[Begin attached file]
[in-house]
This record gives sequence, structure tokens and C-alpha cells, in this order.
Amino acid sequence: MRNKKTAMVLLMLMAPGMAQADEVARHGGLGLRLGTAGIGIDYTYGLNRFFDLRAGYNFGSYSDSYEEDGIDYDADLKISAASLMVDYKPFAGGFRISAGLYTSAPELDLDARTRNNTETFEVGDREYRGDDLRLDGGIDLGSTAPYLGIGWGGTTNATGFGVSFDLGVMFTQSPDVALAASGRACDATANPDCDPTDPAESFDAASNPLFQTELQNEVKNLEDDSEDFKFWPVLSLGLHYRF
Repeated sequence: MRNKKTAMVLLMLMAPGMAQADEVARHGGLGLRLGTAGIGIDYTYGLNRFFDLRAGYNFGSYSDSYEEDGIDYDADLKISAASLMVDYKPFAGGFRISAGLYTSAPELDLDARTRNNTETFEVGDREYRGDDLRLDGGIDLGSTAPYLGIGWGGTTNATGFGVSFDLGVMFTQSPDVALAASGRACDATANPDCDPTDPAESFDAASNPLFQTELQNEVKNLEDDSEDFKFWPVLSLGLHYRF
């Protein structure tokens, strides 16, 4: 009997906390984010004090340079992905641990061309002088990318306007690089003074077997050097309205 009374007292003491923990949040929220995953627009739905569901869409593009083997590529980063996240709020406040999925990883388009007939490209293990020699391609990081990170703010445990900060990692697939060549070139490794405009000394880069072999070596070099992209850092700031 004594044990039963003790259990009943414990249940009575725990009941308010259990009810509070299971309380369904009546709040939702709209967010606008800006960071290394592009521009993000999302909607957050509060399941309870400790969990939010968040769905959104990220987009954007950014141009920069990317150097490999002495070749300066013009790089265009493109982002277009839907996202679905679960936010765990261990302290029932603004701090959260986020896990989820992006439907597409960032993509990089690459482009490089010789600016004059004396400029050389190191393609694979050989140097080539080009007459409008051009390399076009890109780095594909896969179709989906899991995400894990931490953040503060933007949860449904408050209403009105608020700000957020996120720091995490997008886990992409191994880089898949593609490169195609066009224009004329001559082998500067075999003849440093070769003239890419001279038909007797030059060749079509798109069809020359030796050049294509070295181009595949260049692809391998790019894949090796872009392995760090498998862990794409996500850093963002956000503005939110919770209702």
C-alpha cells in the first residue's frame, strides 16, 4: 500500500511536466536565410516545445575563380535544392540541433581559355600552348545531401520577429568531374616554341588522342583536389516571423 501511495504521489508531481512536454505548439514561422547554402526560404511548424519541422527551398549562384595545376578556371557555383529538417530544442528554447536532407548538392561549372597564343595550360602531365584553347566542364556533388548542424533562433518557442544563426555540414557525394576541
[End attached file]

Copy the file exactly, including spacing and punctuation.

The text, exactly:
[in-house]
This record gives sequence, structure tokens and C-alpha cells, in this order.
Amino acid sequence: MRNKKTAMVLLMLMAPGMAQADEVARHGGLGLRLGTAGIGIDYTYGLNRFFDLRAGYNFGSYSDSYEEDGIDYDADLKISAASLMVDYKPFAGGFRISAGLYTSAPELDLDARTRNNTETFEVGDREYRGDDLRLDGGIDLGSTAPYLGIGWGGTTNATGFGVSFDLGVMFTQSPDVALAASGRACDATANPDCDPTDPAESFDAASNPLFQTELQNEVKNLEDDSEDFKFWPVLSLGLHYRF
Repeated sequence: MRNKKTAMVLLMLMAPGMAQADEVARHGGLGLRLGTAGIGIDYTYGLNRFFDLRAGYNFGSYSDSYEEDGIDYDADLKISAASLMVDYKPFAGGFRISAGLYTSAPELDLDARTRNNTETFEVGDREYRGDDLRLDGGIDLGSTAPYLGIGWGGTTNATGFGVSFDLGVMFTQSPDVALAASGRACDATANPDCDPTDPAESFDAASNPLFQTELQNEVKNLEDDSEDFKFWPVLSLGLHYRF
């Protein structure tokens, strides 16, 4: 009997906390984010004090340079992905641990061309002088990318306007690089003074077997050097309205 009374007292003491923990949040929220995953627009739905569901869409593009083997590529980063996240709020406040999925990883388009007939490209293990020699391609990081990170703010445990900060990692697939060549070139490794405009000394880069072999070596070099992209850092700031 004594044990039963003790259990009943414990249940009575725990009941308010259990009810509070299971309380369904009546709040939702709209967010606008800006960071290394592009521009993000999302909607957050509060399941309870400790969990939010968040769905959104990220987009954007950014141009920069990317150097490999002495070749300066013009790089265009493109982002277009839907996202679905679960936010765990261990302290029932603004701090959260986020896990989820992006439907597409960032993509990089690459482009490089010789600016004059004396400029050389190191393609694979050989140097080539080009007459409008051009390399076009890109780095594909896969179709989906899991995400894990931490953040503060933007949860449904408050209403009105608020700000957020996120720091995490997008886990992409191994880089898949593609490169195609066009224009004329001559082998500067075999003849440093070769003239890419001279038909007797030059060749079509798109069809020359030796050049294509070295181009595949260049692809391998790019894949090796872009392995760090498998862990794409996500850093963002956000503005939110919770209702």
C-alpha cells in the first residue's frame, strides 16, 4: 500500500511536466536565410516545445575563380535544392540541433581559355600552348545531401520577429568531374616554341588522342583536389516571423 501511495504521489508531481512536454505548439514561422547554402526560404511548424519541422527551398549562384595545376578556371557555383529538417530544442528554447536532407548538392561549372597564343595550360602531365584553347566542364556533388548542424533562433518557442544563426555540414557525394576541